Why giving up on your dream may be your best chance of reaching it

I've dreamed of being an author ever since I started reading and fell in love with the world of fiction.

At 8, my best friend and I folded papers in two and wrote on the inside, making it a little book. When that wasn't enough, we stapled together more papers. 

At 13, my friends and I gathered every couple of weeks to read our short stories aloud for each other. A soft support of the dreams that persisted.

My dream of becoming an author grew with me, from a child's simple choice, to a teenager's determination, to a young adult's dream she barely believed in anymore.

I grew into a picky reader, one with a taste that comes from reading hundreds, if not thousands of books, from Harry Potter and Heartland in my early teens to Kafka and Hemingway in my late teens. I started dividing books into quality and non-quality. 

I learned that getting published is unreasonably hard. Only the best make it, if they are lucky.

My dream was slipping through my fingers, but I held on for dear life.

I want to be an author

suddenly meant

I want to write books of so high quality that they'll let me be an author.

I started to hate everything I wrote

Where I once found immense joy, I now found anxiety, self-disgust and a deep, desperate fear of failing. My dream was as strong as ever, but I had lost the belief that I could make it come true. 

I didn't analyze and criticize my own writing the same way I did with any old book, I was harsher. I held my own writing to an impossible standard and I was, indeed, my own worst critic.

The outcome was everything that mattered and I only knew one thing:
my writing would never be good enough, but it had to be.

Over the years, I wrote and stopped writing. I struggled with writing blocks and held onto my dream in secret.

It was when I had graduated from university, started working and had an on-and-off relationship with the second draft of my first novel, that I finally understood what I was doing.

The fear of failing on my dream was stopping me from going after it.

That's the reason I made 2016 my Fear Year, the year I went after my creative fears and broke through that writing block.

But halfway through the year, I found myself face to face with another, even scarier truth. 

If my fear of failing was half the problem, my dream was the other half

The pressure of thinking I had to write like one of the best made it impossible for me to work in peace. However much I wanted, I couldn't make myself believe that I would reach that level I was striving for.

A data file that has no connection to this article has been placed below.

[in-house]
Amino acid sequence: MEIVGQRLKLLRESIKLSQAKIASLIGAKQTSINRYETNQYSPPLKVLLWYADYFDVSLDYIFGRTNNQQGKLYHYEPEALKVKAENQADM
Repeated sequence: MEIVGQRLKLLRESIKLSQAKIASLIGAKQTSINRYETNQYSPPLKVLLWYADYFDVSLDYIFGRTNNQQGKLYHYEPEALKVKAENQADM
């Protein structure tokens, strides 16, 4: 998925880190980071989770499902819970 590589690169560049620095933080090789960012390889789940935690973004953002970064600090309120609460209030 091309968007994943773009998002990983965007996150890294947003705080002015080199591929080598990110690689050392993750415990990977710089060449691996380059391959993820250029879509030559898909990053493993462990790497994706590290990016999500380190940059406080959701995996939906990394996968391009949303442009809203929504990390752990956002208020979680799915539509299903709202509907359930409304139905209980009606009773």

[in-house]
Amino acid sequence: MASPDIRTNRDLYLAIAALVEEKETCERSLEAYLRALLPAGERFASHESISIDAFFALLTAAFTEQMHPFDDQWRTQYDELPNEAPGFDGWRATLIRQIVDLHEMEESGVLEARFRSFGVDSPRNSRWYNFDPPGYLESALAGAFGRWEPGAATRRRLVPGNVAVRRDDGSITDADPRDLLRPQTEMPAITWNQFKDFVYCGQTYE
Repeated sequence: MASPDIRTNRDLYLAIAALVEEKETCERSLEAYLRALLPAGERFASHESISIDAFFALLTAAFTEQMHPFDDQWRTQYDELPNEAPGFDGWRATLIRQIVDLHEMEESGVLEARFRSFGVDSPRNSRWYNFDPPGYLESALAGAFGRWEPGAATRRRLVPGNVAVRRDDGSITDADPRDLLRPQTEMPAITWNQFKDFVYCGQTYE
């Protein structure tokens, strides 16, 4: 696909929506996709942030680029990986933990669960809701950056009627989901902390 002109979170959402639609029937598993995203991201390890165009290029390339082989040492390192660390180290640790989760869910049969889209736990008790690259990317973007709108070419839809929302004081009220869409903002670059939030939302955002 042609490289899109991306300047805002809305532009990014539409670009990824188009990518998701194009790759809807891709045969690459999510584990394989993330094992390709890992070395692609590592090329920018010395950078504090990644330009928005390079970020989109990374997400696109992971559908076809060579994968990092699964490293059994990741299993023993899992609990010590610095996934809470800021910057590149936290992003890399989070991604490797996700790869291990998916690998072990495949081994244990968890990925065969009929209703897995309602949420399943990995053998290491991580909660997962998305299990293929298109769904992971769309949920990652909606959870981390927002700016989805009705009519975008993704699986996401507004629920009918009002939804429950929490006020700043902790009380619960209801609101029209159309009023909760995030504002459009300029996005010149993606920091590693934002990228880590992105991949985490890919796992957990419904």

Even when I liked what I'd written, even when I thought it was pretty darn good, I could never accept that it would be enough. My dream had turned into the impossible place of perfection.

Between being convinced that I needed to reach perfection to reach my dream and desperately fearing failure, I was doing a very good job of making sure I would never become an author. 

With all that pressure and fear, I couldn't keep a routine. I constantly fell into writing blocks. And without writing consistently, I wouldn't ever get better at writing and I sure wouldn't finish any novels. Meaning, I wouldn't become an author.

So the counter-intuitive answer to making my dream come true was to let go of it.

I needed to give up on becoming an author in the way I'd thought of it. I didn't want to, but I knew I had to if I were ever to finish my first book.

I've given up on writing a book so good they'll let me become an author

I've said goodbye to my impossible standards. I've started to be kind to myself as a writer. I've accepted that my writing will be filled with flaws. 

I no longer see getting traditionally published as my ultimate goal. 

Today, my dream is this: I want to write novels.

And guess what? I'm living my dream. I'm writing with more ease than I have in years and years. Today, I'm starting the third draft of that book.

In a way I've came back to the core of my dream, as it started. I've let go of what it became when society told me what I had to do to make it come true.

I still care about the quality of my writing, but now it's not an impossible standard of perfection. Now it's part of the process, to make it better.

I'm convinced I will get my novel out there eventually. If I have to self-publish, I gladly will. I might even choose it above the traditional route. 

Dreams can be so strong, we mess them up wanting too much

We are so scared of failing, we mix in all the things we think we need to do to make them come true. Suddenly that dream becomes impossible.

If you have a dream you're paralyzed by, ask yourself this:

Is my dream really to be everything I think I need to be?

Maybe you too need to let go of a few layers of insecurity and outside pressure, and go back to the core of your dream. 

Again find the love that made it a dream in the first place.